A geological fault (= breuk) arises from the fracturing of the Earth's sur-
face. This causes rocks to be displaced vertically, horizontally or at some intermediate angle.

A significant geological discontinuity, the Highland Boundary Fault traverses Scotland separating two distinctly different physiographic regions; namely the Highlands from the Midland Valley.
To the north and west lie
hard Pre-Cambrian and Cambrian metamorphic rocks of the Dalradian group and to the the south and east softer, sedimentary rocks of the Devonian and Carboniferous periods, principally the Old Red Sandstone.

Active during the
Caledonian mountain-building episode, a plate tectonic collision which took place from Mid Ordovician to Mid Devonian periods (520 to 400 million years ago), the Highland Boundary Fault allowed the
Midland Valley to descend as a major
rift or graben
(= slenk) by as much as 4000 m. This earlier vertical movement was later replaced by horizontal shear.
A complementary fault, the
Southern Upland Fault, forms the southern boundary of the Midland Valley

Highland Boundary Fault runs southwest-northeast from Arran, across the
Firth of Clyde, via Helensburgh, Loch Lomond, Aberfoyle, the Menteith Hills
to Callander, Comrie and Crieff. It then forms the northern boundary of the
Vale of Strathmore before reaching the east coast at Garron Point, 3 km northeast of Stonehaven.

Bij de
West Highland Way zag je de Highland Boundary Fault bij Loch Lomond. Daar stond je bij Conic Hill op deze scheiding tussen de Highlands en de Lowlands.
Het lidteken was nog goed te zien in een serie, recht achter elkaar liggende, eilanden.
De Highland Boundary Fault gaat midden over Arran.
De Great Glen Fault is een 150 kilometer lange breuk in de aardkorst en grotendeels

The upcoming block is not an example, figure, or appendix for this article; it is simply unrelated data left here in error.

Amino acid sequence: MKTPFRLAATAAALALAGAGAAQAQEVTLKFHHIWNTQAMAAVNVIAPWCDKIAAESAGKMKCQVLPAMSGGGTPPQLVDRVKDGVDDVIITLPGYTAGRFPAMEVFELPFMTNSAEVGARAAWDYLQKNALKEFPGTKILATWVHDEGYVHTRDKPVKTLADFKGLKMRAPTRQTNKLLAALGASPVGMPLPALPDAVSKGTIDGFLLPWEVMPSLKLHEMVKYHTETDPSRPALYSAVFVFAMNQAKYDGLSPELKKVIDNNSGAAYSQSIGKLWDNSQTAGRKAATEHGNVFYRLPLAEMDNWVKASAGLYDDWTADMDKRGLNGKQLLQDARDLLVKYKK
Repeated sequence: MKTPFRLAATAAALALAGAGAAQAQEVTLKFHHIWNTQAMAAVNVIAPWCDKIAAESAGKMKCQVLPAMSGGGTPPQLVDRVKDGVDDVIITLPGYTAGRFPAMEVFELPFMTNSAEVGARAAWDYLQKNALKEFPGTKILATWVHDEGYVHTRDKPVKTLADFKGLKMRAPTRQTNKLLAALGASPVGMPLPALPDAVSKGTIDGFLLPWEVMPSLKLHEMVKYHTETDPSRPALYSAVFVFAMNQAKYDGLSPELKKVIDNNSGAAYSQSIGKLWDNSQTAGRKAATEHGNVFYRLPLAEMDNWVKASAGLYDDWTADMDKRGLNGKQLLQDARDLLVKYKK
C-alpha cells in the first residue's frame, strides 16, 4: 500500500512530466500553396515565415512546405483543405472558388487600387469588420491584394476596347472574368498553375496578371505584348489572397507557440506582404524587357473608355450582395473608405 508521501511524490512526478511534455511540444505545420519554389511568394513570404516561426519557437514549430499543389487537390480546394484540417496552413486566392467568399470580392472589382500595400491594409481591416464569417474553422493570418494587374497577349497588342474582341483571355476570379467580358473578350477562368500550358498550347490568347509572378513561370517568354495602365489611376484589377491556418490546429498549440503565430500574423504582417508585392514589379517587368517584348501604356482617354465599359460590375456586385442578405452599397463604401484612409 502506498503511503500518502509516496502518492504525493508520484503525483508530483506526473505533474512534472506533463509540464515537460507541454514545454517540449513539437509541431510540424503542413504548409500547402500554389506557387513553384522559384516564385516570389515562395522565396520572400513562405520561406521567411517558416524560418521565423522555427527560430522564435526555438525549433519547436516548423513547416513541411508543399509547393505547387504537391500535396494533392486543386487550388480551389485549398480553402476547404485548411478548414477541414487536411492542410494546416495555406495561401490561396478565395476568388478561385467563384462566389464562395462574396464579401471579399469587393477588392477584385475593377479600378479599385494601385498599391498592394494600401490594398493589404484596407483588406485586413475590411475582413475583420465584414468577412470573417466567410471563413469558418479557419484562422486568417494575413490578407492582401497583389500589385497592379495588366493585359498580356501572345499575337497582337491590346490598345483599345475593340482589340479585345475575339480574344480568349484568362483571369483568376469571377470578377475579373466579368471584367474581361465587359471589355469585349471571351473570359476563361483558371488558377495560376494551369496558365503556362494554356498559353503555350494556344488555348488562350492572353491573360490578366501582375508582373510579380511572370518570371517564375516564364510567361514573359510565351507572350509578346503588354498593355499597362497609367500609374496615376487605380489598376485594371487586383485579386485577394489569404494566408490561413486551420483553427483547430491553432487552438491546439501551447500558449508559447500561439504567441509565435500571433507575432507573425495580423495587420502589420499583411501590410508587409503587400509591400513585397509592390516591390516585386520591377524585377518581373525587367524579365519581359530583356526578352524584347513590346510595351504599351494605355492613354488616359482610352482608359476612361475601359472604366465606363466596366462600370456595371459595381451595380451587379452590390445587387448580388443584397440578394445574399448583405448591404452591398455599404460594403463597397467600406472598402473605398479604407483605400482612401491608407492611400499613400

.. gevuld met meren. Als een ketting liggen hier in het dal de meren Loch Lochy, Loch Oich
...en het beroemde Loch Ness.

Onderstaande kaart geeft alle uplands van heel Groot-Brittannië:

...Upland areas in Great Britain..
• uplands = lichtbruin + donkerbruin
lowlands = wit.


...UK .Topographic . Map..
Ten oosten van de diagonale lijn is géén upland, maar alleen lowland.
.. Dus de Cotswolds is geen upland. Daar komen slechts enkele plekjes boven de 300 m uit.
.. (bijv. haar hoogste punt Cleeve Hill (330 m). De rest blijft er allemaal ruim onder.



Silurian and Ordovician sedimentary rocks of the types which occur in Wales and
parts of the Lake District form the Southern Uplands of Scotland: gently undulating
ridges with little spectacular scenery, although they are dissected in places by dramatic
cliff-lined glens. In Galloway in the west of this area, granite intrusions form more
rugged hills around Merrick, Cairnsmore of Fleet and Criffel.


To the north of the Silurian and Ordovician hills of the Southern Uplands are the hills
of central Scotland, composed mainly of extrusive igneous rocks of Devonian and Car-
boniferous age. Some of these hills form steep-sided plateaux: the Campsie Fells, the
Ochils and the hills between Glasgow and the Firth of Clyde. The Pentland Hills have a sharper outline and are made partly of Devonian Old Red Sandstone.


The upland scenery of the Scottish High
lands is enormously diverse. ....................................

zie verder blz. 18



Bergen kunnen regen veroorzaken namelijk stuwingsregen:
Relatief warme, vochtige lucht van zee stijgt op tegen de helling van een berg.
Maar als de lucht stijgt, koelt ze af. De waterdamp condenseert dan tot druppels, vormt wolken, en het gaat regenen.
Aan de lijzijde van het gebergte (in het binnenland) daalt de lucht,
warmt op en wordt droger ( föhn ).

Hoe hoger de berg, hoe sterker dit proces zich voordoet.